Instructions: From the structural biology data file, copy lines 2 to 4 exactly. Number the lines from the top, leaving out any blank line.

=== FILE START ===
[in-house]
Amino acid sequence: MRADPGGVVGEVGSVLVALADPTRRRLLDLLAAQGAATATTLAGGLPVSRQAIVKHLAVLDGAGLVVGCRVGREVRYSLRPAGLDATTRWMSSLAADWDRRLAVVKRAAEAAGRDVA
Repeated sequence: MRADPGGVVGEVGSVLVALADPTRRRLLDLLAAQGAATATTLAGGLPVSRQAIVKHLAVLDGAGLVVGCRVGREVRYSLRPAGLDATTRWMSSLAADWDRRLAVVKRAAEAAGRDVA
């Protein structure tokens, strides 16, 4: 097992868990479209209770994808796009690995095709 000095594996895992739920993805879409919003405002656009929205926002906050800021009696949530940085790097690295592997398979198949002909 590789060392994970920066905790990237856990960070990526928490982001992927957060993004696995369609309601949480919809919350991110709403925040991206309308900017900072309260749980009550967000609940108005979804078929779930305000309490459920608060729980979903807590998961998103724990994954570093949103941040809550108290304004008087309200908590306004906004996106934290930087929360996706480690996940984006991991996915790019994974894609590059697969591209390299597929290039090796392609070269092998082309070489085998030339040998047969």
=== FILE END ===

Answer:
Amino acid sequence: MRADPGGVVGEVGSVLVALADPTRRRLLDLLAAQGAATATTLAGGLPVSRQAIVKHLAVLDGAGLVVGCRVGREVRYSLRPAGLDATTRWMSSLAADWDRRLAVVKRAAEAAGRDVA
Repeated sequence: MRADPGGVVGEVGSVLVALADPTRRRLLDLLAAQGAATATTLAGGLPVSRQAIVKHLAVLDGAGLVVGCRVGREVRYSLRPAGLDATTRWMSSLAADWDRRLAVVKRAAEAAGRDVA
């Protein structure tokens, strides 16, 4: 097992868990479209209770994808796009690995095709 000095594996895992739920993805879409919003405002656009929205926002906050800021009696949530940085790097690295592997398979198949002909 590789060392994970920066905790990237856990960070990526928490982001992927957060993004696995369609309601949480919809919350991110709403925040991206309308900017900072309260749980009550967000609940108005979804078929779930305000309490459920608060729980979903807590998961998103724990994954570093949103941040809550108290304004008087309200908590306004906004996106934290930087929360996706480690996940984006991991996915790019994974894609590059697969591209390299597929290039090796392609070269092998082309070489085998030339040998047969």